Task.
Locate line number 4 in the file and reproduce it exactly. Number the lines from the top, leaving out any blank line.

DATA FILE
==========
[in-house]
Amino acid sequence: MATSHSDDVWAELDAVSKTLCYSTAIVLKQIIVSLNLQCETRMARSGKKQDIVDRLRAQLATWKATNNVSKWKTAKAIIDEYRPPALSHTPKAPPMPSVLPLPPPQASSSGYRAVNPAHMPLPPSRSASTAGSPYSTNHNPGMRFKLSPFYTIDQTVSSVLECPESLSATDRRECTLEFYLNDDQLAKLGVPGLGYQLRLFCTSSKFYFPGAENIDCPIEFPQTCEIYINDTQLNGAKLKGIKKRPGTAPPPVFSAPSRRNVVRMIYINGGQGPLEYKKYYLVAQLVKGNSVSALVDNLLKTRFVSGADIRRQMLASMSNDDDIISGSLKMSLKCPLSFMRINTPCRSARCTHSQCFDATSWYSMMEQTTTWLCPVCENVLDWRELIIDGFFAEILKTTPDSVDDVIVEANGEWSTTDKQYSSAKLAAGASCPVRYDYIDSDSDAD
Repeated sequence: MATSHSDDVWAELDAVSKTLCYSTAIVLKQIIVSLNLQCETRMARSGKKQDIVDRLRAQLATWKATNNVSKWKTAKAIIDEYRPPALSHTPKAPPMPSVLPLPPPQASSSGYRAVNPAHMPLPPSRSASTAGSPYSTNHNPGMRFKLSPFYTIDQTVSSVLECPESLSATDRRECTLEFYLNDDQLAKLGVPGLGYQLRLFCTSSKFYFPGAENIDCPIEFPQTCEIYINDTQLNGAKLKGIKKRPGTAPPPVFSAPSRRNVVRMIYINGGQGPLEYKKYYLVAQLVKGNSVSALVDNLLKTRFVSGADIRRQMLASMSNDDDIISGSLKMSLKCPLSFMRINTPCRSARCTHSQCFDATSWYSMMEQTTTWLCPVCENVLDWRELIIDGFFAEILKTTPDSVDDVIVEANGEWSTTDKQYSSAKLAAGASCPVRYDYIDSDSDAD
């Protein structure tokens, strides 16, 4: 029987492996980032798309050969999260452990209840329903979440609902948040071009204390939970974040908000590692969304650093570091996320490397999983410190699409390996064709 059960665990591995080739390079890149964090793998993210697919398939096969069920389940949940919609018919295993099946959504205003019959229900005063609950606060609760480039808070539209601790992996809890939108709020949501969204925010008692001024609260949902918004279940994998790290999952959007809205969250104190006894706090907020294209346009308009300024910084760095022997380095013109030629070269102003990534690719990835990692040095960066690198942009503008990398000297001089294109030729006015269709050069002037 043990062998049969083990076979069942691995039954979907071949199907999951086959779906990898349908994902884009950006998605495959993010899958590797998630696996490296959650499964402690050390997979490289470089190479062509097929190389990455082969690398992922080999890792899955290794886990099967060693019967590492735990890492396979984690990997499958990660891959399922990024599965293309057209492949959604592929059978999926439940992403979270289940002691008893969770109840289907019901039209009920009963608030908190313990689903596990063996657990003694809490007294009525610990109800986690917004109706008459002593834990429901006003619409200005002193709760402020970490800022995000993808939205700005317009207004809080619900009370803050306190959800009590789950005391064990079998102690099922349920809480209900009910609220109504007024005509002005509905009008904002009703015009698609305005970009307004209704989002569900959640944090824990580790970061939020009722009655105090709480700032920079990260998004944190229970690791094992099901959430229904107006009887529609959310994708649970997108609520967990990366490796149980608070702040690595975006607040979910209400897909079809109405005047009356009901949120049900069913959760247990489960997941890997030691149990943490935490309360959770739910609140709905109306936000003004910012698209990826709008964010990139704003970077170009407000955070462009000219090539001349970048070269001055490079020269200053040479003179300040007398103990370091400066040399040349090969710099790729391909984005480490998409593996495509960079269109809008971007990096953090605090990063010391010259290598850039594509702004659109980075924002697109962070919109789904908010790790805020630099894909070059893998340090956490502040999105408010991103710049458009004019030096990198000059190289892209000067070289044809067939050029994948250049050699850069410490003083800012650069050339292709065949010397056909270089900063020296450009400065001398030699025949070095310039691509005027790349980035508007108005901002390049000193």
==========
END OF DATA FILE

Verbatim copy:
């Protein structure tokens, strides 16, 4: 029987492996980032798309050969999260452990209840329903979440609902948040071009204390939970974040908000590692969304650093570091996320490397999983410190699409390996064709 059960665990591995080739390079890149964090793998993210697919398939096969069920389940949940919609018919295993099946959504205003019959229900005063609950606060609760480039808070539209601790992996809890939108709020949501969204925010008692001024609260949902918004279940994998790290999952959007809205969250104190006894706090907020294209346009308009300024910084760095022997380095013109030629070269102003990534690719990835990692040095960066690198942009503008990398000297001089294109030729006015269709050069002037 043990062998049969083990076979069942691995039954979907071949199907999951086959779906990898349908994902884009950006998605495959993010899958590797998630696996490296959650499964402690050390997979490289470089190479062509097929190389990455082969690398992922080999890792899955290794886990099967060693019967590492735990890492396979984690990997499958990660891959399922990024599965293309057209492949959604592929059978999926439940992403979270289940002691008893969770109840289907019901039209009920009963608030908190313990689903596990063996657990003694809490007294009525610990109800986690917004109706008459002593834990429901006003619409200005002193709760402020970490800022995000993808939205700005317009207004809080619900009370803050306190959800009590789950005391064990079998102690099922349920809480209900009910609220109504007024005509002005509905009008904002009703015009698609305005970009307004209704989002569900959640944090824990580790970061939020009722009655105090709480700032920079990260998004944190229970690791094992099901959430229904107006009887529609959310994708649970997108609520967990990366490796149980608070702040690595975006607040979910209400897909079809109405005047009356009901949120049900069913959760247990489960997941890997030691149990943490935490309360959770739910609140709905109306936000003004910012698209990826709008964010990139704003970077170009407000955070462009000219090539001349970048070269001055490079020269200053040479003179300040007398103990370091400066040399040349090969710099790729391909984005480490998409593996495509960079269109809008971007990096953090605090990063010391010259290598850039594509702004659109980075924002697109962070919109789904908010790790805020630099894909070059893998340090956490502040999105408010991103710049458009004019030096990198000059190289892209000067070289044809067939050029994948250049050699850069410490003083800012650069050339292709065949010397056909270089900063020296450009400065001398030699025949070095310039691509005027790349980035508007108005901002390049000193």